Want a perfect crust for your pies and tarts? Learn how to blind bake, the method behind making a naked, cooked crust. Plus, my 6 tips for doing it better!
This month we’ve played around with a lot of different edible flowers, and brushed up on some baking methods, so I thought I’d wrap up our month with a practical baking skill – how to blind bake. For most people, blind baking really does make them feel blind because there aren’t a lot of markers to tell you if you’re doing it right, but once you have a basic understanding of blind baking, you’ll be a tart and pie making expert in no time!
What Is Blind Baking?
Blind baking is when you bake a pie or tart shell by itself, without any filling. Sometimes you only partially bake it, like when you want to put a filling it in later that you want to set up. Other times, like with last week’s Rose Curd & White Peach Tart, you bake it completely. Blind baked crusts tend to be used more often when you are making custard pies, fruit tarts, or silk pies, but really, they’re mostly used when the filling needs to be cold, or uncooked. There is an exception though, and that’s pumpkin pie – which has the tendency to make the crust soggy, so partially blind baking the crust can save your Thanksgiving dessert from getting sad.
Hopefully, if you are working with a recipe, it will tell you to blind bake (also called “pre-baked” or “baked and cooled”) your crust beforehand, but if you get halfway into a recipe and realize something doesn’t seem right, follow the process below to blind bake your crust.
How To Blind Bake
Blind baking is really quite simple. All you’ll need are three tools to help make sure you get it done perfectly: a fork, dry beans or pie weights, and parchment paper.
- Preheat your oven to 425°F (or whatever your recipe calls for).
- Fit your pie dish or tart pan with the dough (here is my favorite pâte brisée crust recipe) and use a fork to pierce the flat part of the dough several times, about 1-2 inches apart. This is called “docking”. This allows for steam to escape during the baking process, which keeps the crust from bubbling up in spots and giving you inconsistent height. This step is especially important if you are using something smooth for your filling, as the bumps from the air will be a lot more noticeable and difficult to fill around.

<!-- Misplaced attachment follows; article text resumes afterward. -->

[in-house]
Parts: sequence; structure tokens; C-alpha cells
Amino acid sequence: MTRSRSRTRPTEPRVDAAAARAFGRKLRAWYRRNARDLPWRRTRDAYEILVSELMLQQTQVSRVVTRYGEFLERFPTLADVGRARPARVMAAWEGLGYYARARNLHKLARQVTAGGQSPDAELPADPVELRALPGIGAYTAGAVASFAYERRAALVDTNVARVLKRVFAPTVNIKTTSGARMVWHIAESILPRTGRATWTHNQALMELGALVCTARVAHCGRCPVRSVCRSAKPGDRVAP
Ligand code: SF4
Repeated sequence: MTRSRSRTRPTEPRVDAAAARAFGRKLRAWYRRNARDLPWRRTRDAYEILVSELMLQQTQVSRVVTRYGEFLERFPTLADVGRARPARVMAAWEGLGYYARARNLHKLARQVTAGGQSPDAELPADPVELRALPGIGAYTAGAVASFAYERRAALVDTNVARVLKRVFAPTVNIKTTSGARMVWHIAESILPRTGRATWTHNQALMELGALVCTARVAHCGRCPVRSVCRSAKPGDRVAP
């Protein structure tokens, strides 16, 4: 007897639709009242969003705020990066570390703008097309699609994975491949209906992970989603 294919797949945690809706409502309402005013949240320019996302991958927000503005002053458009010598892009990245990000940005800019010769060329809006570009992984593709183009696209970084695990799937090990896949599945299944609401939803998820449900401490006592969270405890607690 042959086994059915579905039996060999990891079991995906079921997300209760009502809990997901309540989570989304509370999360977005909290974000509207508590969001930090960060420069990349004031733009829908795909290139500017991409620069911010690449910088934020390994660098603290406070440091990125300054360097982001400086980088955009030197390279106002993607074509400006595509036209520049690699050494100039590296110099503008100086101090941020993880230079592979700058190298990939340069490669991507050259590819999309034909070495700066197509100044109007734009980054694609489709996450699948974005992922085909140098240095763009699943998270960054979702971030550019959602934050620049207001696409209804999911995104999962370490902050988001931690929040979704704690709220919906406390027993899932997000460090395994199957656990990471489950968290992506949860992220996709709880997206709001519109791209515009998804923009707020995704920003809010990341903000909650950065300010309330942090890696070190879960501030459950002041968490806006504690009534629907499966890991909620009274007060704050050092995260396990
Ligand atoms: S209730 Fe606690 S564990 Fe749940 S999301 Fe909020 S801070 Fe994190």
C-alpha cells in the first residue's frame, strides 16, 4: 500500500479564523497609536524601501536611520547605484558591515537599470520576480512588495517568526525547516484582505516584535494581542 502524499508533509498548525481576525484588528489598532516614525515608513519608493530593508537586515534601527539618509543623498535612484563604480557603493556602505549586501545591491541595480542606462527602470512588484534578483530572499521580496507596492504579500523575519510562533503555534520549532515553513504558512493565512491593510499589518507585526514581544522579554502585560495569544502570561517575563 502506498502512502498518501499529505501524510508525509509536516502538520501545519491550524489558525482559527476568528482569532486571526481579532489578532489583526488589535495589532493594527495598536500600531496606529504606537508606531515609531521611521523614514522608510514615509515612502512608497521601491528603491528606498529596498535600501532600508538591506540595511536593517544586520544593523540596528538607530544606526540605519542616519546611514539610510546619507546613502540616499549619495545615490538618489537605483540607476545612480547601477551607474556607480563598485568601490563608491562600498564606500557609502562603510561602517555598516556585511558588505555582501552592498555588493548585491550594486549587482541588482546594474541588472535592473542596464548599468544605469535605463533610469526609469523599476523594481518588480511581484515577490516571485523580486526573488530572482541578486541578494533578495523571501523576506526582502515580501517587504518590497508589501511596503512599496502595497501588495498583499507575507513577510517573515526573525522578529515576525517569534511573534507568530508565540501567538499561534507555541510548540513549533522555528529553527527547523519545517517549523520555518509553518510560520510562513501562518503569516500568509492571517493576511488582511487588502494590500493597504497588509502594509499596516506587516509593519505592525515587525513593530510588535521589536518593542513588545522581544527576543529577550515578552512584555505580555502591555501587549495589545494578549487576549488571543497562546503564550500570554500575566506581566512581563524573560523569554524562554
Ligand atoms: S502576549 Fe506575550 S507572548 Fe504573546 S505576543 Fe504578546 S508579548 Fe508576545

- After you have pierced your crust, you want to line it with parchment paper, making sure it hangs over somewhat (stands up is more like it) so it doesn’t prevent your edges from browning. You want to have enough extra parchment that you’ll be able to safely grab it and remove the weights without damaging the crust. Fill your parchment with your weights or dry beans.
- Bake according to the directions and cook it until the edges start to brown (in my experience, that takes most recipes around 10-15 minutes). Once that time comes, remove your crust from the oven and remove the pie weights; but be careful, so you don’t accidentally take some of the crust with you. If you’re parbaking your crust, this is the end of the road for you, but if you’re going to cook the crust until it is completely baked through, put it back in the oven and bake until the flat part of the crust is the lightest hue of golden brown. bake until the bottom of the crust begins to turn golden brown. NOTE: Make sure to wear oven mitts when moving around pie weights or beans because they get hot, hot, hot.